A study of the development and performance of package bees in Manitoba
Smirl, Calvin Bruce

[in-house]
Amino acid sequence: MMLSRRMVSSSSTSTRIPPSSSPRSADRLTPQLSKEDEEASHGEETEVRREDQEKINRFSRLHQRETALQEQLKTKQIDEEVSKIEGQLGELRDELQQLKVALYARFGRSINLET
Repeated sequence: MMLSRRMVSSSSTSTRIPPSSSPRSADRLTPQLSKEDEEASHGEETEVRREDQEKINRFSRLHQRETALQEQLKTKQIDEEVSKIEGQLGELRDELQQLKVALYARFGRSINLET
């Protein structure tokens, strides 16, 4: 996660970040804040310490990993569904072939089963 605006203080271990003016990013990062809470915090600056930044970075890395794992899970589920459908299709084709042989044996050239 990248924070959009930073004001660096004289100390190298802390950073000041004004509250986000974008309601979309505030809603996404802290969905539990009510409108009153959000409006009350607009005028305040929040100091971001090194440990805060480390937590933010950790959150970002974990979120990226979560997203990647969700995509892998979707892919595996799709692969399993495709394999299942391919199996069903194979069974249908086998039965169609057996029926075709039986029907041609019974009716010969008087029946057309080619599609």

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An analysis of package bee colonies was done in order to determine the growth patterns of the colony and how certain variable factors can influence the colony's growth pattern. In this study two approaches were used: (1) An analysis of commercial honey bee colonies for populations of adults and brood along with trials on a large scale to test the effects of package size and time of hiving of the packages on the honey production of a colony, (2) the use of forty-eight colonies of bees to investigate, over a three year period, the changes in brood areas, adult numbers, flight activity and hive weights. The forty-eight colonies consisted of two and three pound packages established on three dates at twelve day intervals during April and early May. This arrangement allowed for the testing of the effect of package size and date of package hiving by comparing periodically brood and adult numbers as well as flight activity... The six groups consisted of two package sizes hived on three different dates showed that the effects of package size and hiving date varied from year to year; the three pound packages supported larger brood areas at least up to 43 days after hiving and the two pound packages used adult bees more efficiently during the rearing of the first brood. Hiving date had a greater effect than did package size on the production of adult bees. This date effect varied yearly; the tendency of the later hived packages to reach equal adult and brood population levels appeared to be governed by springtime food or forage supplies and air temperature levels. The growth and performance of the colonies are analysed in this thesis.
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